- Biden joins UAW strikers, advocating for a substantial wage increase.
- Historic move seen as unparalleled in U.S. labor history.
- Union’s loyalty swings in balance as elections approach.
President Joe Biden joined United Auto Workers (UAW) on their strike in Michigan, becoming the first sitting president to stand shoulder-to-shoulder with picketing workers. At a warehouse located to the west of Detroit, where the strike had been ongoing for 12 days, Biden enthusiastically declared their need for a significant pay hike.
As he navigated the crowd at the General Motors warehouse, Biden met with several autoworkers, offering handshakes and words of encouragement. When quizzed about the union's demand for a 40% wage increment, Biden didn't hesitate to voice his agreement. The president didn't shy away from commenting on the substantial earnings of auto companies, suggesting that their workers should also reap comparable benefits.
Shawn Fain, the UAW President, expressed gratitude for Biden's direct involvement, emphasizing the president's commitment to the working class. Fain passionately pointed out that the day belonged to the hardworking autoworkers, underscoring the importance of their roles.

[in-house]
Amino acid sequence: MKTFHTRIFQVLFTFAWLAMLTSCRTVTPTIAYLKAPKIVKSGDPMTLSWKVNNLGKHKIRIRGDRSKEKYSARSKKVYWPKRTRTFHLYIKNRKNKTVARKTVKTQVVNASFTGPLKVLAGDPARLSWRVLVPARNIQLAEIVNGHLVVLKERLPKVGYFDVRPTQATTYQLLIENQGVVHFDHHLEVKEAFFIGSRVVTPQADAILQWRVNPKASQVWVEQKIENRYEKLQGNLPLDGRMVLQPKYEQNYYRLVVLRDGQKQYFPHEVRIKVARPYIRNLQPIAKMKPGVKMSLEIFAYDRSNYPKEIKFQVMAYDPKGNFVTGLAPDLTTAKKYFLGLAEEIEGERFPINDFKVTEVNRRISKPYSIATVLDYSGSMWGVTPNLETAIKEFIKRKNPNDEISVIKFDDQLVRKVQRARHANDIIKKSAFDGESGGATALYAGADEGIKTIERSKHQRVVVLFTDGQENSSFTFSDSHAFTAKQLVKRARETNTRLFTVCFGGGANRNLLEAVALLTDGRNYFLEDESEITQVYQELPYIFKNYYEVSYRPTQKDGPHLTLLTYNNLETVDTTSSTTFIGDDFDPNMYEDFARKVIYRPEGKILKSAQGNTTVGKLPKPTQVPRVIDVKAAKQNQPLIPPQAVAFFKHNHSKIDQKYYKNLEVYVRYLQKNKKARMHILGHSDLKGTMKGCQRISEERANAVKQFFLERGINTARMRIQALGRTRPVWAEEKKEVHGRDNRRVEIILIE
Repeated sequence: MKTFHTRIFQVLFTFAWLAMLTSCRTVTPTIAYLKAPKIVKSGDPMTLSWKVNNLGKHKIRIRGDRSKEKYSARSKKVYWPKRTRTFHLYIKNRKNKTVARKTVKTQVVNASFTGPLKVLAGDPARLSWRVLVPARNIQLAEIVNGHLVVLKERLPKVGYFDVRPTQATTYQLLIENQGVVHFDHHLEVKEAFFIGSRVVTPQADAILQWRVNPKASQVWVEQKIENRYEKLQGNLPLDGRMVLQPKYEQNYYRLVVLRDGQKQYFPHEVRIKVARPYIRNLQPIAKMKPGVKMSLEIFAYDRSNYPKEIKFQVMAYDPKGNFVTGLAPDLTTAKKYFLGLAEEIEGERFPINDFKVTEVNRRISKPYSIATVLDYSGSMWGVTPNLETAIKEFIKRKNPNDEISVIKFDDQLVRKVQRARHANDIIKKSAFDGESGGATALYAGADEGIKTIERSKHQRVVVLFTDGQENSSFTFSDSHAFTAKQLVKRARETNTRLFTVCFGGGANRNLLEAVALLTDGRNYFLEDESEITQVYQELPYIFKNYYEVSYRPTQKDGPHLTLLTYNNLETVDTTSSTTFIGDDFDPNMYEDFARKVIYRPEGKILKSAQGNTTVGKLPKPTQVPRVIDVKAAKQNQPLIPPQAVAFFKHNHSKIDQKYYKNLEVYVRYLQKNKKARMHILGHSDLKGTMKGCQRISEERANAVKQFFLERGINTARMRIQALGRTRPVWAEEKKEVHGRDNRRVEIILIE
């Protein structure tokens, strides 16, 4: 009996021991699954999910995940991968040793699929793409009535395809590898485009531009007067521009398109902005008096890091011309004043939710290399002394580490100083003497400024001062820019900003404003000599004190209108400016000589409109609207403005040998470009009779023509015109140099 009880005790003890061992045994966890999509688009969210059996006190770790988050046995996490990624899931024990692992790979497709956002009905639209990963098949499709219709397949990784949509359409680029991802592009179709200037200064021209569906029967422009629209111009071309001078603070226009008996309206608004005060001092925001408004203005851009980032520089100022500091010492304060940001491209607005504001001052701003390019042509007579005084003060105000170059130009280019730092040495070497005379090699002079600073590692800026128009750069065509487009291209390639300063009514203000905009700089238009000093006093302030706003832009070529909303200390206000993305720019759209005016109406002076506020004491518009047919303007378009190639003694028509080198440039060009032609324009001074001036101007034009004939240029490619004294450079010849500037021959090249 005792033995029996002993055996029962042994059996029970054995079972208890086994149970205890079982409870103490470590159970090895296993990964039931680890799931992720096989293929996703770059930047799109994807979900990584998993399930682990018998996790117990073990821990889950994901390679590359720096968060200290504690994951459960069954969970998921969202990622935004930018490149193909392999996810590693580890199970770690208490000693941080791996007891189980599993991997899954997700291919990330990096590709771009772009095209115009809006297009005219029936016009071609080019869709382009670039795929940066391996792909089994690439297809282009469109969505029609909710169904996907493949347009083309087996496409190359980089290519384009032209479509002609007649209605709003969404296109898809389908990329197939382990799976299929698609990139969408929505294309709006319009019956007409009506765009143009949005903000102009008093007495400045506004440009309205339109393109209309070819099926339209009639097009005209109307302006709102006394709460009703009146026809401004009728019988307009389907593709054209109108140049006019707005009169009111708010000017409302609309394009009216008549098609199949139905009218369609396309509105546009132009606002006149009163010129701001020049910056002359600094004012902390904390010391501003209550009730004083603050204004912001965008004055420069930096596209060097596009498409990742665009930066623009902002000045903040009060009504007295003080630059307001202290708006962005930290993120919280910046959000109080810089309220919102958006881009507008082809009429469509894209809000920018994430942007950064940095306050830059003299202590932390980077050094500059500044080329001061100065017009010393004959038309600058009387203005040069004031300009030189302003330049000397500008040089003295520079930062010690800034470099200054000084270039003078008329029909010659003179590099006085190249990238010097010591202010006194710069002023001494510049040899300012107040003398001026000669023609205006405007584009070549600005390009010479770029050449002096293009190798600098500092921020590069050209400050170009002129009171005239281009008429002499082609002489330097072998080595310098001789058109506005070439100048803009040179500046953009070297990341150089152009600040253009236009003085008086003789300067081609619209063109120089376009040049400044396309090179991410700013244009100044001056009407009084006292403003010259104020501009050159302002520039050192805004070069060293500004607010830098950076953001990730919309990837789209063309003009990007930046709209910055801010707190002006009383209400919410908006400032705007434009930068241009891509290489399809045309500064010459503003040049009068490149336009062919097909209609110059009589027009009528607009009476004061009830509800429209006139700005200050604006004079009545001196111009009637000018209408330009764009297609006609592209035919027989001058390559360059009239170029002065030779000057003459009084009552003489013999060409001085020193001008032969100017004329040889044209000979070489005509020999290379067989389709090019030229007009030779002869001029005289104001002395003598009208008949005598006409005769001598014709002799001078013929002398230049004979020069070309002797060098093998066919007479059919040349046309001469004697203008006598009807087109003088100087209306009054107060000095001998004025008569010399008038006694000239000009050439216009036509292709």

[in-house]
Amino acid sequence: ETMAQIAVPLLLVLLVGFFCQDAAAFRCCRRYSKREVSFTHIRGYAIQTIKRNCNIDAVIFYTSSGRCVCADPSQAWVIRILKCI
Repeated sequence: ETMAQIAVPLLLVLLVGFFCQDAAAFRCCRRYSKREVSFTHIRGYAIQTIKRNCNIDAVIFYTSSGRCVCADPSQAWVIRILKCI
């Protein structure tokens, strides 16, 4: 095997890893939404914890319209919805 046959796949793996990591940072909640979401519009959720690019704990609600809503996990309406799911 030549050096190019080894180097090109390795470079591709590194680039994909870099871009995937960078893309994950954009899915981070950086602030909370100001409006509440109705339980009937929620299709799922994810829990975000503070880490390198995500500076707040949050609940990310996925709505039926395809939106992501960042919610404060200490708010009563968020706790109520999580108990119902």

Erik Loomis, a recognized authority on U.S. labor history, described Biden's participation as truly unparalleled, noting that previous presidents typically refrained from direct involvement in strikes. The White House explained Biden's bold move as a strategy to guarantee that future automobiles will be crafted in the U.S. by well-compensated unionized American workers, as opposed to overseas production.
This unique moment arrived just a day before former president Donald Trump's planned visit to the same Michigan picket lines. With the upcoming presidential elections in the backdrop, the allegiance of the UAW is up in the air. The union has reservations about both Trump and Biden, making it a waiting game to see where their support will land.
WOM Money Picks
Be a part of the winning team | 81% Success Rate.